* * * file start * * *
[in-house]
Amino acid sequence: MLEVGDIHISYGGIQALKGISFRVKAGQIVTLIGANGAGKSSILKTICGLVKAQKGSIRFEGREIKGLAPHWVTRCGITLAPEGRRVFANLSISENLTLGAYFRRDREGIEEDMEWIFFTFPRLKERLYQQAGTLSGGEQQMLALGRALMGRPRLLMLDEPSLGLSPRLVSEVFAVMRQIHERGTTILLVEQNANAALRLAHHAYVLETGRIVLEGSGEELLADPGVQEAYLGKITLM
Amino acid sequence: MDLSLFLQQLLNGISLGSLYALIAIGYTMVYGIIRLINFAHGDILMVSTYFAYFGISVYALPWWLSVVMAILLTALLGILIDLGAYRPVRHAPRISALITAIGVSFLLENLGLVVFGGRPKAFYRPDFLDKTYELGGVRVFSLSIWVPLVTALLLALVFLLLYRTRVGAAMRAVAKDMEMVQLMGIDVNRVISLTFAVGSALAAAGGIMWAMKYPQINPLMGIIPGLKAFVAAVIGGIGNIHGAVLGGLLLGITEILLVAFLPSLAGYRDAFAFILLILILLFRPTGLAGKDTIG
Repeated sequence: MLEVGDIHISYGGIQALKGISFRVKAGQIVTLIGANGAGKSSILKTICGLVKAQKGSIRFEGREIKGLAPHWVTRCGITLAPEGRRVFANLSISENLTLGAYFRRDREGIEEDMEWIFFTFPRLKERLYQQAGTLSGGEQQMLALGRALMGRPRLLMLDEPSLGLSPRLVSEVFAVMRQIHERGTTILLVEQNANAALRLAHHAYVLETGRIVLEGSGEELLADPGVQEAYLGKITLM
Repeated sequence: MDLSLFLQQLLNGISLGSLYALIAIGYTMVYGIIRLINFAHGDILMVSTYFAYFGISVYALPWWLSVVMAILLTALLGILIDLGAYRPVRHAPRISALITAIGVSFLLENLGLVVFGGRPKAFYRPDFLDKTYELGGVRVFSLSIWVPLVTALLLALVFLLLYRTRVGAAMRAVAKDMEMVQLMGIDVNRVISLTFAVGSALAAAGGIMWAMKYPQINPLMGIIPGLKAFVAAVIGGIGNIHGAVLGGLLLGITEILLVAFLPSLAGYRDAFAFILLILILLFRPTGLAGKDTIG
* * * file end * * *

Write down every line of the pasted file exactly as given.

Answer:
[in-house]
Amino acid sequence: MLEVGDIHISYGGIQALKGISFRVKAGQIVTLIGANGAGKSSILKTICGLVKAQKGSIRFEGREIKGLAPHWVTRCGITLAPEGRRVFANLSISENLTLGAYFRRDREGIEEDMEWIFFTFPRLKERLYQQAGTLSGGEQQMLALGRALMGRPRLLMLDEPSLGLSPRLVSEVFAVMRQIHERGTTILLVEQNANAALRLAHHAYVLETGRIVLEGSGEELLADPGVQEAYLGKITLM
Amino acid sequence: MDLSLFLQQLLNGISLGSLYALIAIGYTMVYGIIRLINFAHGDILMVSTYFAYFGISVYALPWWLSVVMAILLTALLGILIDLGAYRPVRHAPRISALITAIGVSFLLENLGLVVFGGRPKAFYRPDFLDKTYELGGVRVFSLSIWVPLVTALLLALVFLLLYRTRVGAAMRAVAKDMEMVQLMGIDVNRVISLTFAVGSALAAAGGIMWAMKYPQINPLMGIIPGLKAFVAAVIGGIGNIHGAVLGGLLLGITEILLVAFLPSLAGYRDAFAFILLILILLFRPTGLAGKDTIG
Repeated sequence: MLEVGDIHISYGGIQALKGISFRVKAGQIVTLIGANGAGKSSILKTICGLVKAQKGSIRFEGREIKGLAPHWVTRCGITLAPEGRRVFANLSISENLTLGAYFRRDREGIEEDMEWIFFTFPRLKERLYQQAGTLSGGEQQMLALGRALMGRPRLLMLDEPSLGLSPRLVSEVFAVMRQIHERGTTILLVEQNANAALRLAHHAYVLETGRIVLEGSGEELLADPGVQEAYLGKITLM
Repeated sequence: MDLSLFLQQLLNGISLGSLYALIAIGYTMVYGIIRLINFAHGDILMVSTYFAYFGISVYALPWWLSVVMAILLTALLGILIDLGAYRPVRHAPRISALITAIGVSFLLENLGLVVFGGRPKAFYRPDFLDKTYELGGVRVFSLSIWVPLVTALLLALVFLLLYRTRVGAAMRAVAKDMEMVQLMGIDVNRVISLTFAVGSALAAAGGIMWAMKYPQINPLMGIIPGLKAFVAAVIGGIGNIHGAVLGGLLLGITEILLVAFLPSLAGYRDAFAFILLILILLFRPTGLAGKDTIG